The Messiah is a great leader...someone who will gather up all this great power they’ve seen in Jesus and bring the Roman Empire to its knees.  The Messiah will lift up the Jews and they’ll become the rulers.  They’ll be in power.

They’ll no longer be persecuted and harassed.  They’ll no longer be subservient to Rome.  The Messiah will liberate them.  They’ll will finally be free after generations of oppression.

Peter pulls Jesus aside and scolds him.  How can he say these things?  And out in public where everyone can hear?  That’s not what’s going to happen to the Messiah! 

Then Jesus responds in kind and tells Peter to “Get behind me, Satan!”  He’s not actually calling Peter “Satan.”  He’s trying to show Peter and the other disciples the huge mistakes they’re making in the way they’re thinking about the Messiah. 

Jesus is pointing out that it’s not about “winning” over Rome.  A military, political victory isn’t going to change the world.  The disciples are looking at things only from their perspective, from their small, little place in the world.

But Jesus sees the world from a “divine” perspective.  He’s sees the whole of the world...all the people.  He sees them as the precious children of God that they all are...the carefully and lovingly created people of God. 

He sees their hurting, their pain, their regret, their suffering.  They’re not Romans or Jews or any other group of people to be conquered.  They’re all the beloved children of God.

Jesus is here to free everyone.

And as if Jesus hasn’t said enough already to completely destroy the way the disciples view the world, Jesus begins to explain to them “who” he really is...”who” the Messiah is...”who” true disciples are.  And it’s not pretty.  In fact, it’s actually pretty scary.

We’ve gotten to the point today where we can minimize how terrible the crucifixion really is.  But the people who lived in Jesus time lived crucifixion as a reality. 

They knew what awaited the people carrying their crosses through the streets.  They knew the horror of seeing someone nailed to a cross in excruciating pain and complete humiliation.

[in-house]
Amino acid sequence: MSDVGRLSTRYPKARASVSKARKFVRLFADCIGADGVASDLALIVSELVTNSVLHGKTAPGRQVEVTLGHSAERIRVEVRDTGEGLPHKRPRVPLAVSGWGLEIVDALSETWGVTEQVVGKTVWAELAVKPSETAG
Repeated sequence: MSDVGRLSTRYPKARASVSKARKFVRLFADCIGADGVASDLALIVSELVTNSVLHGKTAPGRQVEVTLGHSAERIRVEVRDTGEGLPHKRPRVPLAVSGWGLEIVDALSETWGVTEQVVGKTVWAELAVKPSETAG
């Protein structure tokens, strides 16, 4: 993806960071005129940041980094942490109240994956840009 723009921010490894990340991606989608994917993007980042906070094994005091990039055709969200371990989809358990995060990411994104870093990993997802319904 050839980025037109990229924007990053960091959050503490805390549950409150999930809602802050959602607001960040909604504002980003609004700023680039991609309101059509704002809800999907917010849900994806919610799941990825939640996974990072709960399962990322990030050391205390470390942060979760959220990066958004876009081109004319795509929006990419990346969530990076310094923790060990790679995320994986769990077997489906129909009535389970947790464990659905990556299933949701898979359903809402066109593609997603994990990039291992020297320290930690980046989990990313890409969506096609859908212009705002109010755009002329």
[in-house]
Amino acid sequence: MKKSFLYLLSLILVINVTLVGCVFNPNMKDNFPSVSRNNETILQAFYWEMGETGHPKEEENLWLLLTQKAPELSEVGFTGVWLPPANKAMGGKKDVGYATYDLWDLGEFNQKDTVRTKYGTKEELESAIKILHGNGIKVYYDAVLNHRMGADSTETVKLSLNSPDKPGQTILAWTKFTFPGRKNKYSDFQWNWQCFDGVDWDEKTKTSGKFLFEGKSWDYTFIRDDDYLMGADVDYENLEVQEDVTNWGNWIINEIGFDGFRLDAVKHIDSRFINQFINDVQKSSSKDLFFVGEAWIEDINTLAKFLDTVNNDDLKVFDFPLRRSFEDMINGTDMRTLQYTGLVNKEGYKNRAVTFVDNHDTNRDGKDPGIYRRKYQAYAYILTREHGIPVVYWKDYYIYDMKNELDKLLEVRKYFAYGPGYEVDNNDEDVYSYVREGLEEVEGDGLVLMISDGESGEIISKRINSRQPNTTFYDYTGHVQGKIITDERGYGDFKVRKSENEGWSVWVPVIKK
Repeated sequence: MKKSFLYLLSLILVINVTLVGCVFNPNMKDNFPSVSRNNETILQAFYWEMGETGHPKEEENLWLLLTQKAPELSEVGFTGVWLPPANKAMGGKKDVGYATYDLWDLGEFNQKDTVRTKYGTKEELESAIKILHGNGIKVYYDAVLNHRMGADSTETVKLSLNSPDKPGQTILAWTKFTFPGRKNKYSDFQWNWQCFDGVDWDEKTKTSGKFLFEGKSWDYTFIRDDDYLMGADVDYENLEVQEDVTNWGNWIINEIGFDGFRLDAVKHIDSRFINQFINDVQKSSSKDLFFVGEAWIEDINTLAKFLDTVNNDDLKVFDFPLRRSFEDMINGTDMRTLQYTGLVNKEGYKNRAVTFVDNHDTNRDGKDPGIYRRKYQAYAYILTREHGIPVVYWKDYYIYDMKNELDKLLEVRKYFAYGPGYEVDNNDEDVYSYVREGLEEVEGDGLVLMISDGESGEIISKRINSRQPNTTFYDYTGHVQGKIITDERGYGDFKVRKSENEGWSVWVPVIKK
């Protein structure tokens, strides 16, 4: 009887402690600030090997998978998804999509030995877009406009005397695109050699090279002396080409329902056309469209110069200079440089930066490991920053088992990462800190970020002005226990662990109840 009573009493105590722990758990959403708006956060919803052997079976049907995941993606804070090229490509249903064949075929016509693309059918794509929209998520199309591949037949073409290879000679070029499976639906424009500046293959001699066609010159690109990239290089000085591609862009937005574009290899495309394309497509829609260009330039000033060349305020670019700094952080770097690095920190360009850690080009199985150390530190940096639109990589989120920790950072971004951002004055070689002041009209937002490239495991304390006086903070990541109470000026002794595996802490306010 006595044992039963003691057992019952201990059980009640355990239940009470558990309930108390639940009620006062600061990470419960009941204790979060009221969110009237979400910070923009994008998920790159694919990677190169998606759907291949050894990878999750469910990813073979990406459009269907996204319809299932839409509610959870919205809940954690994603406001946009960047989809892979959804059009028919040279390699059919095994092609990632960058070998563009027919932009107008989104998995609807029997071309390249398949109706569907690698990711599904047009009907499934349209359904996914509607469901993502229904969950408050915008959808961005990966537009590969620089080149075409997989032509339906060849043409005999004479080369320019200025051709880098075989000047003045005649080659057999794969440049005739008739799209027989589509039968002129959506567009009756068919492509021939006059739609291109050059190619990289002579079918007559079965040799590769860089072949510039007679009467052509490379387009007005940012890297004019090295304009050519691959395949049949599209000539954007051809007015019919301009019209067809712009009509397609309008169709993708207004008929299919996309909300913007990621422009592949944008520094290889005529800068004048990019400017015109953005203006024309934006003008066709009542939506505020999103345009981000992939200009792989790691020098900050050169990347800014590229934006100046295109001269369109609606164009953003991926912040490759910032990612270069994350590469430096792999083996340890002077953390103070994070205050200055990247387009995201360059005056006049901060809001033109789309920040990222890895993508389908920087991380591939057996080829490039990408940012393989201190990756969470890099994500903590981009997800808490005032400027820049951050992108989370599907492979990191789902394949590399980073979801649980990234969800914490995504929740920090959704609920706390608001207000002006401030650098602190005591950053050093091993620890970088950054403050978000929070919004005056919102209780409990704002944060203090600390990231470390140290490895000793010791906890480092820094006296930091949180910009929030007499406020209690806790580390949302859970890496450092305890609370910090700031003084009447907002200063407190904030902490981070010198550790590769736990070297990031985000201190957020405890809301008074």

Jesus didn’t just give the disciples an image of following him that was a little scary.  This image is almost inconceivable to them.  The cross was reserved for criminals, not people who are trying to do what’s right, people who are trying to follow the Torah and bring peace to the world. 

Jesus uses this image to explain that following him is more than being on a “winning team.”  It’s about being willing to sacrifice, to put others ahead of ourselves, to persevere in faith even when things seem unbearable.

So, let’s return to Jesus’ question of his followers.  “Who do you say that I am?”  This wasn’t just a question for the disciples of Jesus’ time.  This is a question that continues for us today.  “Who do you say that Jesus is?” 

This isn’t just an intellectual debate.  This is about our hearts and souls.  It’s about our bodies.  Jesus is speaking to the disciples and us in ways that will move us, not in ways that will necessarily persuade our minds. 

Of course, we, as Episcopalians pride ourselves in “not having to leave our minds at the door” when we come to worship.  And Jesus was certainly an intellectual and highly skilled debater. 

But speaking to our minds alone isn’t enough to change the world.  We have to engage our hearts and bodies and souls to “go” into the world...to reach out to those who are hurting...to stand up for those who can’t stand up for themselves. 

This is who Jesus is.  This is who the followers of Jesus are.  This is who  we are...who we strive to be. People who love without reservation...who see others as valuable members of God’s beloved creation...who go into the world to bring peace even when it means we have to give something up. 

Of course, we often fall short of being like Jesus.  But it’s at the core of who we are even when we lose sight of that...even when we behave in ways that aren’t so Christ-like...even when life is pounding on us.  God created us to be loved and to love.  And if we can do that, we can show everyone who Jesus is and what he can do for the world.  Amen.